House of Heroes - Suburba
Release Date: August 3, 2010
Record Label: Gotee Records
Suburba really could not have come at a better time. In the middle of summer, all we want is something to wrap our ears around and enjoy like summer blockbuster movie. Big, lavish production on top of harmonious soundscapes that could fill the entire acoustic spectrum of an ampitheatre. You want it to sound as good as you can possibly get it, and House of Heroes is the current band that can give it to you. They are quickly becoming colossal rock demigods, creating a widely contagious rock sound that is a blend of arena-clogging throwbacks who took advantage of high-wire production techniques and alternative rock bands with a glossy pop edge. It's a match made in heaven, and while it fails to overshadow the band's 2008 predecessor, The End Is Not The End, it comes about as close as anyone else could dream of.
The main source of Suburba's problem (if you really want to call it that) is how ambitious it truly is, particularly in scope. The band doesn't hide the fact they want to carry their penchant for crafting honest melodies onto a much grander scale, however it is all delivered in such an epic proportion, it can be a bit much to digest. It's not as spread out as their previous album, but it saves itself from complete overindulgence, thanks in part to a few dignified tracks that especially play on the band's strengths. Using the universal themes of hope, love and youth, Tim Skipper is a voice who is on par with some of rock's greats, throwing all his weight into his role of remaining the integral stitch in House of Heroes' bombastic quilt. At times, he is comparable to Freddie Mercury (the rock-opera "God Save the Foolish Kings") and Chris Martin ("So Far Away," a bonafide hit Coldplay missed the chance on writing). Shall we anticipate an impending solo record sometime soon?
"Elevator" is flamenco-style pop-punk that would make Switchfoot blush, "Love is For the Middle Class" is explosive powerpop in the vein of Cheap Trick or the Knack, and "She Mighty Mighty" sounds like Matchbox Twenty performing an unreleased Huey Lewis & the News cut. That's good news, by the way, because this is the type of record you would have wanted to hear back in 1983. Suburba has the slick pop-rock coat to ride alongside some of the best pop records in recent memory. The experimental pop musings of the last record are replaced here with doses of choir arrangements and orchestral backdrops (check out "Disappear" and "God Save the Foolish Kings" for the best examples of this). The rhythm-based wall of sound that is "Burn Me Down" is a moodier replication of a Foo Fighters track, shifting from one sonic element to another that suits the band's allegiance with massive rock and roll song structure.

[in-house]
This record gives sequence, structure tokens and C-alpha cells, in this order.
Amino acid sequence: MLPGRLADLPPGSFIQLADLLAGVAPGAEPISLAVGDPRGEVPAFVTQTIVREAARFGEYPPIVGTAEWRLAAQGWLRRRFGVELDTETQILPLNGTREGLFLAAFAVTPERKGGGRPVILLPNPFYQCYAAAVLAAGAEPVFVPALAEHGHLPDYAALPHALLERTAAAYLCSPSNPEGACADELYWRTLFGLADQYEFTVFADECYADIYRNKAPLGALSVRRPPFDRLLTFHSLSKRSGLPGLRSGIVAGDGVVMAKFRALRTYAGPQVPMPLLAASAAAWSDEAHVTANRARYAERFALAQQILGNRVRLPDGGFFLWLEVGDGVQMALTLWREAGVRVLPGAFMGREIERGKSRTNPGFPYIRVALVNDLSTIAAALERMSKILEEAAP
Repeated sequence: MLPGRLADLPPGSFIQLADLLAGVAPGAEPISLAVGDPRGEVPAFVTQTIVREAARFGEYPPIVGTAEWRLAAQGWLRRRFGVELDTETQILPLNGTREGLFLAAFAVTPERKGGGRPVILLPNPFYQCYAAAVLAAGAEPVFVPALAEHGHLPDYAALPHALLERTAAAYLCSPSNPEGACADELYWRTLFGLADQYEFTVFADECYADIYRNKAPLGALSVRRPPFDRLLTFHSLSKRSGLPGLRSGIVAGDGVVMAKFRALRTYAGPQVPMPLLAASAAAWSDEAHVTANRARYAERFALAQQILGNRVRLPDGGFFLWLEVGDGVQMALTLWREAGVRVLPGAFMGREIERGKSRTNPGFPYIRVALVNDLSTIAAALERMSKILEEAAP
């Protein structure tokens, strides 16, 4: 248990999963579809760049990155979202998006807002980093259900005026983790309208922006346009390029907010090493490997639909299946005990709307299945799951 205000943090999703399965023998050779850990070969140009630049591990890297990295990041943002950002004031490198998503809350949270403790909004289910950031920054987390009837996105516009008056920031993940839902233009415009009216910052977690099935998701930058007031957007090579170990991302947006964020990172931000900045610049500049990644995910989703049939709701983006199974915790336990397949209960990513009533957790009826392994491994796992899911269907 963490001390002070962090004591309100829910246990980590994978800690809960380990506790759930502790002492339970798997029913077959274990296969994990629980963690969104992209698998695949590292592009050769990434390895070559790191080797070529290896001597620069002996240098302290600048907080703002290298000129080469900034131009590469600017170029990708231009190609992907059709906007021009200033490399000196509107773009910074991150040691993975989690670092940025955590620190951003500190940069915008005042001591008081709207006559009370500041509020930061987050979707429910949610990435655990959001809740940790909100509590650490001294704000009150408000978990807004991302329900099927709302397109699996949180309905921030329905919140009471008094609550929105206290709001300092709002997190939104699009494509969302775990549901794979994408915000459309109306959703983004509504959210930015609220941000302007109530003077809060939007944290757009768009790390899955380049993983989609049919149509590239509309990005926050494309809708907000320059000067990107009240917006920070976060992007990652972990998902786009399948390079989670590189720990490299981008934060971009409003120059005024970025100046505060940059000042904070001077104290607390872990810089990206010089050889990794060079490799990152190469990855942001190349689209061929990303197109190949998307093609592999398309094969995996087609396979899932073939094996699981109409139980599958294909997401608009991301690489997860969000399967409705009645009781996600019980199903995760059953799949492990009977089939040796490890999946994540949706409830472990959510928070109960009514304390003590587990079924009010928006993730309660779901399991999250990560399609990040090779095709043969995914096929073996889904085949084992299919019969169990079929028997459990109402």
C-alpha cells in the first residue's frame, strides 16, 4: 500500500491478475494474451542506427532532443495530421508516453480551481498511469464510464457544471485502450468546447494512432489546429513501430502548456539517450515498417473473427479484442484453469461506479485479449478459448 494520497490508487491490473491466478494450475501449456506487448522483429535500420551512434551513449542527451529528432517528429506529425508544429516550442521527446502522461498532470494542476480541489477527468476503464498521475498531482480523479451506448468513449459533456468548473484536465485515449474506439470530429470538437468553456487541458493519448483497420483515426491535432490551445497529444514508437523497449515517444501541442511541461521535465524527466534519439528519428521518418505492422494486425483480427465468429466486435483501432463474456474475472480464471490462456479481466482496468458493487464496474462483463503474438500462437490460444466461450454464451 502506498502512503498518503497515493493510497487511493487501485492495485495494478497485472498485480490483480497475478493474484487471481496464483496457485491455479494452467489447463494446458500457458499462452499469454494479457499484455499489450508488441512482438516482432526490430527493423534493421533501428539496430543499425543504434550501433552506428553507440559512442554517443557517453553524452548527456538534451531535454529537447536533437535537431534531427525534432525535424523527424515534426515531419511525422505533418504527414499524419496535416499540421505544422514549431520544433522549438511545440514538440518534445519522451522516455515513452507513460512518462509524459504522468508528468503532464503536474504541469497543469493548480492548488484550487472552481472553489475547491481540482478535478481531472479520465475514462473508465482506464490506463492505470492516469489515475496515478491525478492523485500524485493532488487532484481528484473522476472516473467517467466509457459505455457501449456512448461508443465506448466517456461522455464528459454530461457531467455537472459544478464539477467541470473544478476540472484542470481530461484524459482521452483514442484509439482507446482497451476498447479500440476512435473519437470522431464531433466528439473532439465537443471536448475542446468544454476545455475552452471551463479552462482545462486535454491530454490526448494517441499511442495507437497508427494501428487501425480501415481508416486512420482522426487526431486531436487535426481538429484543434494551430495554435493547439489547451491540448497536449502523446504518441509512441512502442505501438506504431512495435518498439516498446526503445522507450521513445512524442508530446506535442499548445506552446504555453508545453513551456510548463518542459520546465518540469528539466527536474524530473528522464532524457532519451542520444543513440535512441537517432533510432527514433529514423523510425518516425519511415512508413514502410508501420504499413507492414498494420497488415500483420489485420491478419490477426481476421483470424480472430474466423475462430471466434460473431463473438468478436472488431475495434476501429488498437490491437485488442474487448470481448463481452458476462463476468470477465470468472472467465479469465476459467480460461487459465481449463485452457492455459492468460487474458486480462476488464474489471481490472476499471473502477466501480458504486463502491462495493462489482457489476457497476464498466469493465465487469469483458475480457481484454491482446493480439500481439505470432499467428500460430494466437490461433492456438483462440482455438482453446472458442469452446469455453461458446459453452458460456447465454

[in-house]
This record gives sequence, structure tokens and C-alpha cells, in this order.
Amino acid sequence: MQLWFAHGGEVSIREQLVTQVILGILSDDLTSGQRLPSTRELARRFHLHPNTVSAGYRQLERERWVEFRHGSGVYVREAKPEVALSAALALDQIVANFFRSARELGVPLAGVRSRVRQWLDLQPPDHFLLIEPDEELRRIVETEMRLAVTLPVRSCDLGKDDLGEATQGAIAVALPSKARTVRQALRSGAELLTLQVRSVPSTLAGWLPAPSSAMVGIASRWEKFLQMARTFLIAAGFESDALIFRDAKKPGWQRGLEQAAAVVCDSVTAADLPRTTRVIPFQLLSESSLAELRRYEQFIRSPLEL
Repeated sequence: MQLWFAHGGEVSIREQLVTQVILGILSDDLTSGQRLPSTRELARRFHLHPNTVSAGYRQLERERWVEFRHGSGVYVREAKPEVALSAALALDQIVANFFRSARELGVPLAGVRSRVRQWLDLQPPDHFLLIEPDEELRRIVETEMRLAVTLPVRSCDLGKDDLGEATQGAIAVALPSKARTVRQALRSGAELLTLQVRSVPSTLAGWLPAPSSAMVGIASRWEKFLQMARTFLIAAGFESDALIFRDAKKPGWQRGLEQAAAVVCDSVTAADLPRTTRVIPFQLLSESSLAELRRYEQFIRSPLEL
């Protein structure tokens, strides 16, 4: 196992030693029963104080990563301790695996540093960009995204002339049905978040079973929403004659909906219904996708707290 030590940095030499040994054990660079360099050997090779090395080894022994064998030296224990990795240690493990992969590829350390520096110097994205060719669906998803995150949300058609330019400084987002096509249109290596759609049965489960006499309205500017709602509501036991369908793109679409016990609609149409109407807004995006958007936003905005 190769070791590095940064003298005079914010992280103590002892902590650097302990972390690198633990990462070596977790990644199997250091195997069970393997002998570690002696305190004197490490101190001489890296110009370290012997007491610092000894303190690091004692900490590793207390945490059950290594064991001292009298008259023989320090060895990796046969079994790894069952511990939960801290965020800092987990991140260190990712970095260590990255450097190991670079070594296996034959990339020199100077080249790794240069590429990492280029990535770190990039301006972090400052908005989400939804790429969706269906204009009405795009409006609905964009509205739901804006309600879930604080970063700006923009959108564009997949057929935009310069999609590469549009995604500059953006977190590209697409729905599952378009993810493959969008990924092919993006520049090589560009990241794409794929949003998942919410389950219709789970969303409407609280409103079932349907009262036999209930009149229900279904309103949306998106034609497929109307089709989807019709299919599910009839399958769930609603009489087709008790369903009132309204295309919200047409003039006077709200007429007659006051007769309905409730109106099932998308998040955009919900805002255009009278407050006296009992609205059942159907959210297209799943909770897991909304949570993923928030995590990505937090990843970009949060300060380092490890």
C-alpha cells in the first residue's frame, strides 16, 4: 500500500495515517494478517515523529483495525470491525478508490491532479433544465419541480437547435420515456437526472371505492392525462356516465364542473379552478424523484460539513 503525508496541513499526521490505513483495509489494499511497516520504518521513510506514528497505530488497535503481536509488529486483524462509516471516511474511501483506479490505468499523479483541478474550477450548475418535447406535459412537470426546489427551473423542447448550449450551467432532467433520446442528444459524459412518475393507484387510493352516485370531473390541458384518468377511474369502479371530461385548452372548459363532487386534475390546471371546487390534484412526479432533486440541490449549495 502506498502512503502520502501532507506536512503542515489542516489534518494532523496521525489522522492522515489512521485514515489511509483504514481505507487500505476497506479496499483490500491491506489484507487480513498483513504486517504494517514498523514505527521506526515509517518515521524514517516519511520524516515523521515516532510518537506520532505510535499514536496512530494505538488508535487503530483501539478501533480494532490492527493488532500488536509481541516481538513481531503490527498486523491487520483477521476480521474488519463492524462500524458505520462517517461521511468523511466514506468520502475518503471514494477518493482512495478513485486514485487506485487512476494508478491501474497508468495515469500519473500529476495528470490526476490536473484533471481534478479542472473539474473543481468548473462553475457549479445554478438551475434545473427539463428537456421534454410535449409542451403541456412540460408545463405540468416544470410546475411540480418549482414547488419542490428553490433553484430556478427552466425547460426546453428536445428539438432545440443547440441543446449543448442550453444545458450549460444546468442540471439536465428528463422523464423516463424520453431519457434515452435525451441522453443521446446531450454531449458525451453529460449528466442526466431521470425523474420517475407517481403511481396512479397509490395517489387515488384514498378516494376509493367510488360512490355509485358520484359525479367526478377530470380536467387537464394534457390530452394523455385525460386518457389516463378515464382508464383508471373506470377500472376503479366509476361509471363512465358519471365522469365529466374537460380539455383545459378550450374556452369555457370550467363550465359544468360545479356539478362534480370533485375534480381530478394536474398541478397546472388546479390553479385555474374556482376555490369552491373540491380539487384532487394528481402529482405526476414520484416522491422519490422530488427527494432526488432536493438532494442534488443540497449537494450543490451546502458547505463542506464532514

They do play it simple every now and then, however. "Independence Day For a Petty Thief" is straight-up hard-nosed rock & roll without too many gimmicks; "Somebody Knows" is an Oasis-style mid-tempo number, and "Constant" is a bluesy power ballad that may or may not be about Desmond Hume (this is merely speculation on my part). "Disappear" miracuously gets better and better right up until the very last second, and by the time you catch your breath, you might have to pop your eyes back into your skull. Mainly because Suburba has so much to it, it can be hard to take all at once. That's the record's only true downside: that it wants to be so large, so mammoth and so much all at once, it feels like it is trying to outdo what the last album did so well for the entire idea of what great pop music can be. "Salt in the Sea" limps by on an unimpressive build-up, attempting to shake some Beatles flavor from a rather tepid melody, and "Relentless" seems to lose it's Queen-like luster on repeated listens (it doesn't feel as particularly fitting for an opening track as other songs here do). Still, you have to hand it to House of Heroes for their fearless ambition, charging full-steam ahead with producer Mark Lee Townsend on developing a rock album with some real life to it.
It does beg the question, however, where does the band go from here? With a stellar vocalist in Tim Skipper (he's also not too shabby on the six-string), absolutely stunning drummer (courtesy of Colin Rigsby) and sensationally rhythmic bass player (A.J. Babcock), the only place has to be up -- and House of Heroes may have just set up their most strenuous challenge yet: following up two incredibly tight rock records that might need a more subtle approach the next time around. This isn't a popcorn movie for your ears or anything of the like: Suburba will whet any fan's appetite perfectly fine -- just make sure to take small bites and to chew carefully; Suburba is most certainly a full-course meal.
I disagree with the reviewers opinion that Suburba fails to overshadow The End is Not the End. I find the new album is at least on par with their previous material. Nonetheless, Chris' reviews are always well written.